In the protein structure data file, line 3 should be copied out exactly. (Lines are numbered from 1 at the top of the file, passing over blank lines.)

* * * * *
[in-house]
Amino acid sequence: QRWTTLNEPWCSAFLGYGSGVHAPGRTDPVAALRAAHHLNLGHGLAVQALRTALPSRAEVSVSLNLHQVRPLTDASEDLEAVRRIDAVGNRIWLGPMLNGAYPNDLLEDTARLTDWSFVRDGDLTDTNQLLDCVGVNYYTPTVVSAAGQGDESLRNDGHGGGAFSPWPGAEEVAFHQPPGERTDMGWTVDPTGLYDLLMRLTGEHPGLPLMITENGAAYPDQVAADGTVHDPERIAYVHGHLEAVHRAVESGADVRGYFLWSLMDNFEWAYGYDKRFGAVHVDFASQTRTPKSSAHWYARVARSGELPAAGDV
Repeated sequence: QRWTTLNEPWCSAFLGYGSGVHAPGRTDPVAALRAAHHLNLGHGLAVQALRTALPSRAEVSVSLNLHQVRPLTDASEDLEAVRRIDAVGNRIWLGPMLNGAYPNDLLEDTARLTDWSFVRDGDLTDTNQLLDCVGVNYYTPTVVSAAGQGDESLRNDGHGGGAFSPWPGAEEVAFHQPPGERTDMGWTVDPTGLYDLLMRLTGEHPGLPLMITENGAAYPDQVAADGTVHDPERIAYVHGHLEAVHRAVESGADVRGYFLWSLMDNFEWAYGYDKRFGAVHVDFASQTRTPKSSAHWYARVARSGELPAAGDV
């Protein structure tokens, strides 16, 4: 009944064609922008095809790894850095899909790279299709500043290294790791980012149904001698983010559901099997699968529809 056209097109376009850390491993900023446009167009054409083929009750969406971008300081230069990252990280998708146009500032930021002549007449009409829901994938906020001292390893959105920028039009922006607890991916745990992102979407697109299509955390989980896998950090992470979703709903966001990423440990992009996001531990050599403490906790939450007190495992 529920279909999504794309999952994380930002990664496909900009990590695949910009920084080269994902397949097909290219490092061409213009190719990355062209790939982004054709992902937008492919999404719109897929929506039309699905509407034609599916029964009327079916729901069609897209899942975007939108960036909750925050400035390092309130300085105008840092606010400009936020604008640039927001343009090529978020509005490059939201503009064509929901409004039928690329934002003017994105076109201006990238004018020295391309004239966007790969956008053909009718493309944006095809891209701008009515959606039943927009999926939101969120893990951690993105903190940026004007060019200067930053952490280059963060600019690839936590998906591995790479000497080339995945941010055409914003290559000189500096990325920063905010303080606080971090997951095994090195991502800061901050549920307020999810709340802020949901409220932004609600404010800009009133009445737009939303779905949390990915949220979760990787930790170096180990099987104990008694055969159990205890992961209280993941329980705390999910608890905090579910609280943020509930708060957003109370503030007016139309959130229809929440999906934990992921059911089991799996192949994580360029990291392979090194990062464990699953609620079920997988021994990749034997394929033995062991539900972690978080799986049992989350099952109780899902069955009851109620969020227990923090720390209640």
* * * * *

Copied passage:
Repeated sequence: QRWTTLNEPWCSAFLGYGSGVHAPGRTDPVAALRAAHHLNLGHGLAVQALRTALPSRAEVSVSLNLHQVRPLTDASEDLEAVRRIDAVGNRIWLGPMLNGAYPNDLLEDTARLTDWSFVRDGDLTDTNQLLDCVGVNYYTPTVVSAAGQGDESLRNDGHGGGAFSPWPGAEEVAFHQPPGERTDMGWTVDPTGLYDLLMRLTGEHPGLPLMITENGAAYPDQVAADGTVHDPERIAYVHGHLEAVHRAVESGADVRGYFLWSLMDNFEWAYGYDKRFGAVHVDFASQTRTPKSSAHWYARVARSGELPAAGDV